Comparison of Two Health-Promotion Programs for Older Workers
Published Date:Mar 18 2011
Source:Am J Public Health. 2011; 101(5):883-890.
Pubmed Central ID:PMC3076396
Funding:P30 AG022849/AG/NIA NIH HHS/United States
P30 AG022849-01/AG/NIA NIH HHS/United States
P30AG022849/AG/NIA NIH HHS/United States
R01DP000094/DP/NCCDPHP CDC HHS/United States
We examined the effects of 2 worksite health-promotion interventions (compared with a health-education control) on older workers’ healthy behaviors and health outcomes.
We conducted a prospective, randomized controlled trial with 423 participants aged 40 years and older. Participants were categorized into 3 study arms: the COACH intervention combined Web-based risk assessments with personal coaching support, the RealAge intervention used a Web-based risk assessment and behavior-specific modules, and a control group received printed health-promotion materials. Participants were assessed at baseline, 6 months, and 12 months. Random-effects modeling controlled for baseline stage of change for all behaviors of interest in all groups.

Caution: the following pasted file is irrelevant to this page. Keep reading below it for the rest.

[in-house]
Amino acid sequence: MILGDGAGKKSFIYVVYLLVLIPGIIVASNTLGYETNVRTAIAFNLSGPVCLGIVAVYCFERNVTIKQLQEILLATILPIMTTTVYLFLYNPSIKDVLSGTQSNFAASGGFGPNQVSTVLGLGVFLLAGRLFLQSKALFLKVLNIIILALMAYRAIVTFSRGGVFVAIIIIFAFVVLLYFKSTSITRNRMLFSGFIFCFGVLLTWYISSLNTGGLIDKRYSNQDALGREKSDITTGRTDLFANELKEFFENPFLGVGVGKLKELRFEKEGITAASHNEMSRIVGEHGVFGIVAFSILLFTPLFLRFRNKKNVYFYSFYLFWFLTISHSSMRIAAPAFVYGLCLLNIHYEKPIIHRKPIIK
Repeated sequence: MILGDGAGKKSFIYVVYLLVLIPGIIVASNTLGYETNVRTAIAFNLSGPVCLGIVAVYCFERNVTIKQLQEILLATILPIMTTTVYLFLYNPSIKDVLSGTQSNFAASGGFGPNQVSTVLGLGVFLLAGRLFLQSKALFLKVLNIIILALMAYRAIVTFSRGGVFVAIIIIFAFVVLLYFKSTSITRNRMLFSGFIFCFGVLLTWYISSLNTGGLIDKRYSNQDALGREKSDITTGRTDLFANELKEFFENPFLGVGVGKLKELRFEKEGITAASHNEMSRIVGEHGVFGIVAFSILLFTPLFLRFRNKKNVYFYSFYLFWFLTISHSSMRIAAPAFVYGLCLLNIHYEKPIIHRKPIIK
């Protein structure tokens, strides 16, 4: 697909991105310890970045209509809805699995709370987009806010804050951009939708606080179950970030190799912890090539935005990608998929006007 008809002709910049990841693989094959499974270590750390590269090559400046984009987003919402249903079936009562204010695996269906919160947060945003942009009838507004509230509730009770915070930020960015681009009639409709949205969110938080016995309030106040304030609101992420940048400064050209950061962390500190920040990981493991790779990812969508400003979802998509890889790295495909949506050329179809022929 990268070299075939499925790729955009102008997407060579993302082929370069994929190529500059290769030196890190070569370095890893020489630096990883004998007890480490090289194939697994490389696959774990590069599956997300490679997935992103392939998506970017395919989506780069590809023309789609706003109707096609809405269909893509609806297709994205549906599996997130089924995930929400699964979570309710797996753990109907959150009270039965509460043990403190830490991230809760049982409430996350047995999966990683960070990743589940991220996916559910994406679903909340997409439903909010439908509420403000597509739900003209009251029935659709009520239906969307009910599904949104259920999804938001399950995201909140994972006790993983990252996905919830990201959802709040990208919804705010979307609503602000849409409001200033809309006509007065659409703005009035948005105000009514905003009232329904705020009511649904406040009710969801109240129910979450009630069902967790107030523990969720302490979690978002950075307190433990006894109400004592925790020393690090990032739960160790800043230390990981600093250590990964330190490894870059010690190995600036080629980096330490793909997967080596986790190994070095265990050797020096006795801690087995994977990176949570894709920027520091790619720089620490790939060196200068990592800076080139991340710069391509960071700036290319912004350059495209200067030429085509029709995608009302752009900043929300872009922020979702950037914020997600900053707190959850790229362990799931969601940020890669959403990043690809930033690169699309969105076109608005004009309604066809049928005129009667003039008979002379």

At 6 and 12 months, COACH participants showed significantly increased fruit and vegetable consumption (P = .026; P < .001) and participation in physical activity (P = .05; P = .013), and at 12 months they showed decreased percentage of energy from fat (P = .027). RealAge participants showed significantly decreased waist circumference at 6 and 12 months (P = .05; P = .018).
COACH participants were twice as likely to use the COACH intervention as RealAge participants were to use the RealAge intervention. COACH participants experienced twice the number of positive outcomes that control participants experienced.
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